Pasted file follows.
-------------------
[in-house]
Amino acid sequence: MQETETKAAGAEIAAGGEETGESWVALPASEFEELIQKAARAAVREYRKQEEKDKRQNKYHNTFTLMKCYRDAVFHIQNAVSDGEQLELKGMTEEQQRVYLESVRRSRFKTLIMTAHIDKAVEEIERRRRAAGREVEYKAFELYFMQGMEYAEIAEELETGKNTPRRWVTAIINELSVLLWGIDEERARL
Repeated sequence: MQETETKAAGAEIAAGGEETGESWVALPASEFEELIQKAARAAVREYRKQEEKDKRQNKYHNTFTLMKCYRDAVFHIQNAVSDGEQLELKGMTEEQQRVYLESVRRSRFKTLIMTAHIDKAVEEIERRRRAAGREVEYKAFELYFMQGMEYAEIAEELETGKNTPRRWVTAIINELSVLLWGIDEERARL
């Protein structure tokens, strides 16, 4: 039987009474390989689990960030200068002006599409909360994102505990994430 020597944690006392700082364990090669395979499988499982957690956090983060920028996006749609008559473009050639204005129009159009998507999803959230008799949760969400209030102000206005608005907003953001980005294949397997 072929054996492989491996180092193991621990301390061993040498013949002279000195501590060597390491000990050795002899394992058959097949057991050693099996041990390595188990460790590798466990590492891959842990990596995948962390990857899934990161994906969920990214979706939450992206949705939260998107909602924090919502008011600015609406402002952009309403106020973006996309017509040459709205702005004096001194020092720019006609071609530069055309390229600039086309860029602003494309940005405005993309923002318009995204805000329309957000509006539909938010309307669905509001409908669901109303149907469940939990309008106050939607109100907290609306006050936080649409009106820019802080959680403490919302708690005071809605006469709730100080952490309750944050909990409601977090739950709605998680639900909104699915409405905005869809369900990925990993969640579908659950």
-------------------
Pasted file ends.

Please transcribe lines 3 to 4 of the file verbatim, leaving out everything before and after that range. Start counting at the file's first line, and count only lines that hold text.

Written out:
Repeated sequence: MQETETKAAGAEIAAGGEETGESWVALPASEFEELIQKAARAAVREYRKQEEKDKRQNKYHNTFTLMKCYRDAVFHIQNAVSDGEQLELKGMTEEQQRVYLESVRRSRFKTLIMTAHIDKAVEEIERRRRAAGREVEYKAFELYFMQGMEYAEIAEELETGKNTPRRWVTAIINELSVLLWGIDEERARL
């Protein structure tokens, strides 16, 4: 039987009474390989689990960030200068002006599409909360994102505990994430 020597944690006392700082364990090669395979499988499982957690956090983060920028996006749609008559473009050639204005129009159009998507999803959230008799949760969400209030102000206005608005907003953001980005294949397997 072929054996492989491996180092193991621990301390061993040498013949002279000195501590060597390491000990050795002899394992058959097949057991050693099996041990390595188990460790590798466990590492891959842990990596995948962390990857899934990161994906969920990214979706939450992206949705939260998107909602924090919502008011600015609406402002952009309403106020973006996309017509040459709205702005004096001194020092720019006609071609530069055309390229600039086309860029602003494309940005405005993309923002318009995204805000329309957000509006539909938010309307669905509001409908669901109303149907469940939990309008106050939607109100907290609306006050936080649409009106820019802080959680403490919302708690005071809605006469709730100080952490309750944050909990409601977090739950709605998680639900909104699915409405905005869809369900990925990993969640579908659950």